PDO mulls Harweel phase 2 options

26 September 2003
Petroleum Development Oman (PDO) is considering bringing in a large international engineering firm to work on the phase 2 development of the Harweel cluster. The move is a departure from PDO's traditional policy of relying on local engineering expertise. The scheme is understood to require a company with a strong track record of working in challenging production areas.

The Harweel cluster, located in the south, is one of a number of areas highlighted for investment under PDO's recovery plan. The area comprises seven separate oil fields with a total of nine reservoirs to depths of between 3-5 kilometres. The fields are estimated to contain 2,000 million barrels of stock-tank oil. Only 10 per cent of this oil could be tapped by normal production techniques. PDO plans to increase its recovery rate to around 50 per cent with the use of enhanced oil recovery (EOR) miscible technology.

'The development of the Harweel cluster is being carried out through a stepwise approach,' says Steven van Rossem, project manager. 'The first phase development, known as early development facilities (EDF), is being executed at the moment and will result in first oil from the Harweel area by the first quarter of 2004. This involves tying back four of the reservoirs in the cluster through a long-distance pipeline to the Birba production station. The first phase development will deliver 2,000 cubic metres a day of oil.'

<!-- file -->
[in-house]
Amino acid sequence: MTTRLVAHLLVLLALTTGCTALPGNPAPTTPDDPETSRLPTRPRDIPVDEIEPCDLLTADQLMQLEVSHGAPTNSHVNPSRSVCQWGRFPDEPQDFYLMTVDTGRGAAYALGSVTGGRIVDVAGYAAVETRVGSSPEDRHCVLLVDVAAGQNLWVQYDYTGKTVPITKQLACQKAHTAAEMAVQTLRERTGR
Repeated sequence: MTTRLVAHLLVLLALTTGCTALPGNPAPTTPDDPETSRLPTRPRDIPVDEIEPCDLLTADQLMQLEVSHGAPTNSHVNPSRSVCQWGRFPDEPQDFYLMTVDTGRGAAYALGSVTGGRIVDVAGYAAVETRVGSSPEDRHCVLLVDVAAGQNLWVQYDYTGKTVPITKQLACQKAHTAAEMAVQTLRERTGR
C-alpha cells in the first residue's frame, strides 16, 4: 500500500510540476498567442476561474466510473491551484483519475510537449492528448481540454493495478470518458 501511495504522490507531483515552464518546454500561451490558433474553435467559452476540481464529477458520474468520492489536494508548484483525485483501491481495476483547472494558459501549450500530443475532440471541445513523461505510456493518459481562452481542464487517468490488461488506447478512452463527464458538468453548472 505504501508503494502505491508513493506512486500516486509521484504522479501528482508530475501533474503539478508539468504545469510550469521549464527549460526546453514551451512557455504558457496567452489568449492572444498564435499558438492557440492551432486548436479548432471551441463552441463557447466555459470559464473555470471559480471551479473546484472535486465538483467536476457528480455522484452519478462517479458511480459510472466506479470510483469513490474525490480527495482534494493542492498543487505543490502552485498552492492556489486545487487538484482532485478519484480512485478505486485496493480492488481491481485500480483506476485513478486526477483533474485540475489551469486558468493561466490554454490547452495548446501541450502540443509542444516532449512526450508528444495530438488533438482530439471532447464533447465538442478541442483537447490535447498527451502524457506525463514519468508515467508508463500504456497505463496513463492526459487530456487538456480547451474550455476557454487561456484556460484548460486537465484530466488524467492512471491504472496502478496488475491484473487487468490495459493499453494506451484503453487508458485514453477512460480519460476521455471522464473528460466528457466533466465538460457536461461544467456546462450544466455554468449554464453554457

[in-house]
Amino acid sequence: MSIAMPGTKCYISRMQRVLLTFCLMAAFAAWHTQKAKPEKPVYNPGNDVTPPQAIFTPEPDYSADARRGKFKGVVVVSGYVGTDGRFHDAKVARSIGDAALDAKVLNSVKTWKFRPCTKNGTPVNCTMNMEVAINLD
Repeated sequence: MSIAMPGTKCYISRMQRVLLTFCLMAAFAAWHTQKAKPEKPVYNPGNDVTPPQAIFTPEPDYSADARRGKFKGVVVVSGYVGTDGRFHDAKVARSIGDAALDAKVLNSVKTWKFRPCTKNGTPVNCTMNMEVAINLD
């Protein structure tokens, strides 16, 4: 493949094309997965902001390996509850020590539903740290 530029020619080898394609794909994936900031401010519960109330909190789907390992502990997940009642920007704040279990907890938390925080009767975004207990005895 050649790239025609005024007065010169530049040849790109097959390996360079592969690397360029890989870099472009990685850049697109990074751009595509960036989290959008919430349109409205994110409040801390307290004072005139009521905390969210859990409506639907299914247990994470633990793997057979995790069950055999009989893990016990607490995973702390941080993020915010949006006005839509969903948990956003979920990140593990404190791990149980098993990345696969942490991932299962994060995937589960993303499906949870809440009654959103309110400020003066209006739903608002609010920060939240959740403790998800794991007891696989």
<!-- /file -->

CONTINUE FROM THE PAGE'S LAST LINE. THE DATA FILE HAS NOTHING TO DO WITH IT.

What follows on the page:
The local GPS is the main engineering, procurement and construction (EPC) contractor for the facilities and pipelines infrastructure for phase 1. Galfar Engineering & Contracting is carrying out the EPC package for the electrical works and Japan's Yokogawa Europe is handling the automation package.

PDO is yet to make a firm decision on whether to press ahead with the phase 2 programme, which is expected to require significant investment in order to build compression stations and associated power supply units. 'There is no power grid in Harweel as it is a greenfield area and after phase 1 there will still be no large-scale facilities in the area. However, phase 2 will require power to run the high-pressure compressors for the gas flooding,' says Rossem.

EOR and gas miscible flooding are key elements in the government's plans to boost production from its present lows of about 900,000 barrels a day. 'In a miscible gas flood there is a reaction between the injectant and the reservoir oil. The injectant is in fact a solvent. It is a kind of chemical cleaning of the reservoir rather than just blowing gas through to deliver more oil. Miscible gas injection will provide much higher recovery rates than conventional gas injection,' says Rossem.

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